Seabreeze's Kass on U.S. stocks: 'I have been wrong'
NEW YORK, March 22
NEW YORK, March 22 (Reuters) - Hedge fund manager Doug Kass on Monday said his bearish calls in recent months that the benchmark Standard & Poor's 500 Index .SPX would decline in the double-digits are proving to be wrong.
Kass, the widely followed founder and president of Seabreeze Partners Management, told clients in a note: "I have been wrong -- at least, Mr. Market has been saying so!"
In September, Kass told Reuters he was betting the S&P would end 2009 at about 920 and was shorting U.S. equities because "we are facing a period of disappointing economic and corporate growth."
But the S&P index overall rose 23.5 percent last year on signs the economic recovery in the U.S. was strengthening.
Currently, it trades at more than 1,162, while a recent Reuters poll found investors and strategists forecast a 10 percent increase from where the index ended in 2009 at 1,115.10.
Optimism about a rebound in the U.S. labor market and profits are seen to drive stocks to their second straight annual advance. Falling unemployment also could boost consumer confidence and spur a revival in spending, a key driver of corporate profits.
In fact, Fed officials said at their recent policy meeting that the overall economy is improving. In their statement, they said: "Information received since the Federal Open Market Committee met in January suggests that economic activity has continued to strengthen and that the labor market is stabilizing."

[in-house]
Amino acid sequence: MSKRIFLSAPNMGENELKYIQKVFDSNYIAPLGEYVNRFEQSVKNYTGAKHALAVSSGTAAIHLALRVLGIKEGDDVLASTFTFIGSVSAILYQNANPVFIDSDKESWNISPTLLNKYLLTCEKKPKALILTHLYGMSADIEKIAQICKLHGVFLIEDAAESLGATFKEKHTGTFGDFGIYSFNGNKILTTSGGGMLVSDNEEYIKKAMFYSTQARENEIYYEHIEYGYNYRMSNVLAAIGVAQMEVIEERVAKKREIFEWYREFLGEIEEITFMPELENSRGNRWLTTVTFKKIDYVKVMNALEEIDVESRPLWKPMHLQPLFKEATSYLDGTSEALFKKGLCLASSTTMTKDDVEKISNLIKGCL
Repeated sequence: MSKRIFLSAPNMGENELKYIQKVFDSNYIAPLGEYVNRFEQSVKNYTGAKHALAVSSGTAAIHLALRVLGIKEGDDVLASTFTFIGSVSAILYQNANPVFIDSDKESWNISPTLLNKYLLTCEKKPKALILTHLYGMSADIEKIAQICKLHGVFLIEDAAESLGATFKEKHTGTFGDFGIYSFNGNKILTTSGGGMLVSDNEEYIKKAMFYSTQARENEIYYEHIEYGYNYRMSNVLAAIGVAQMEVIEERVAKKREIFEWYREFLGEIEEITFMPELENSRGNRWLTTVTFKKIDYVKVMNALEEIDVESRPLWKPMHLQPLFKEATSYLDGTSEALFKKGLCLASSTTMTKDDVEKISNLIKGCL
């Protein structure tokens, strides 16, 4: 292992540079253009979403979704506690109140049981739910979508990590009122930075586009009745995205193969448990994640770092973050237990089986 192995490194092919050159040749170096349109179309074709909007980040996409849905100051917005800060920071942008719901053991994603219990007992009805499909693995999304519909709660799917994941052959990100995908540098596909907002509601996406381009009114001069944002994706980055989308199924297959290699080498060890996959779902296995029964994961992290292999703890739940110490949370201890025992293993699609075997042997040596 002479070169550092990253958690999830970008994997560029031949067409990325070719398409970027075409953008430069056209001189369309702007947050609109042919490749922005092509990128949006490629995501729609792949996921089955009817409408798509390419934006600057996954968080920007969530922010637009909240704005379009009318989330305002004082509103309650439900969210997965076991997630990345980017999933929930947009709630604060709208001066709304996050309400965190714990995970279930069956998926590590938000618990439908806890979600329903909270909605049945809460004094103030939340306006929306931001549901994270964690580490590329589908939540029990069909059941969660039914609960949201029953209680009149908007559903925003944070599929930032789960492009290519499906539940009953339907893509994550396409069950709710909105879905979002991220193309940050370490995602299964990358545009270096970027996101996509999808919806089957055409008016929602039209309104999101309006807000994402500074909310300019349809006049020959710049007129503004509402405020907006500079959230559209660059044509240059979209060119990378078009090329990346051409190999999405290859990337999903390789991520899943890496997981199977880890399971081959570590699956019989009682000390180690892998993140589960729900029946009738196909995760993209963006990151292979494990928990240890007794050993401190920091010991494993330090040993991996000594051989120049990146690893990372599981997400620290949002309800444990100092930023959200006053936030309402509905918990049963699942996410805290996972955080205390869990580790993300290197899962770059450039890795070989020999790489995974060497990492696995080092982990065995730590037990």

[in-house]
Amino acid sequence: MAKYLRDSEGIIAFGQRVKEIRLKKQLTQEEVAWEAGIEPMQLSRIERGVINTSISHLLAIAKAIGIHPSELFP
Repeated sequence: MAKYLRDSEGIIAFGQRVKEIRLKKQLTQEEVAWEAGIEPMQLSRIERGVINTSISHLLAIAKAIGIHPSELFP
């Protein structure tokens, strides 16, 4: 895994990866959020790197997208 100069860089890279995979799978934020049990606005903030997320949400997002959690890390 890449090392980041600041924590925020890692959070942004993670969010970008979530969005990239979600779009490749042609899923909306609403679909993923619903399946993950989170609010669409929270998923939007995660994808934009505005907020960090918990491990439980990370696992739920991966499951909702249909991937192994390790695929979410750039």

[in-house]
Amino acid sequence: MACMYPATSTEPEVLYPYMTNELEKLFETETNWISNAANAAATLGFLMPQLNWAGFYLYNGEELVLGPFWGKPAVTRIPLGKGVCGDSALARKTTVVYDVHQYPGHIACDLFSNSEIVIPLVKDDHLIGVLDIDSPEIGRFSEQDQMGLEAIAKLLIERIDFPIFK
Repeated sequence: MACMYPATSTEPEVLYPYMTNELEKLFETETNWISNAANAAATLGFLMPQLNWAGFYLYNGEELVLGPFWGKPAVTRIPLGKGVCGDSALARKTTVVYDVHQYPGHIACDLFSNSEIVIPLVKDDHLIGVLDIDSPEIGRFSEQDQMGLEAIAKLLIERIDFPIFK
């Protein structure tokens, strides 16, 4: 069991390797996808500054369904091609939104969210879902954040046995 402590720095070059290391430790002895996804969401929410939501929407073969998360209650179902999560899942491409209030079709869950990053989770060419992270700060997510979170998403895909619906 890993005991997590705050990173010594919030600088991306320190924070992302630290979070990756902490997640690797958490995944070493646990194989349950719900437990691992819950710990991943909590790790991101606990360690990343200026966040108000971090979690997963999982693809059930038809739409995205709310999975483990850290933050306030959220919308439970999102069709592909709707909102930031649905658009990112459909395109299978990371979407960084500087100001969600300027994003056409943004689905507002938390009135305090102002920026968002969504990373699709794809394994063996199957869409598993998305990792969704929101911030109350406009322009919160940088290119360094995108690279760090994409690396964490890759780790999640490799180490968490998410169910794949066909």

"I am fully aware that my mistakes over the past few months have been numerous and far-reaching," Kass said. "Above all, I have been steadfastly skeptical regarding the sustainability of the domestic economic recovery and in the view that the foundation for a sustained move in the U.S. stock market was on shakier ground than the consensus believed."
In a short sale, investors borrow shares in order to sell them, betting that the stock price will fall. The goal is to buy the shares back at a lower price and realize a profit on the spread between the original sale price and the cost of buying the shares back. (Editing by Chizu Nomiyama)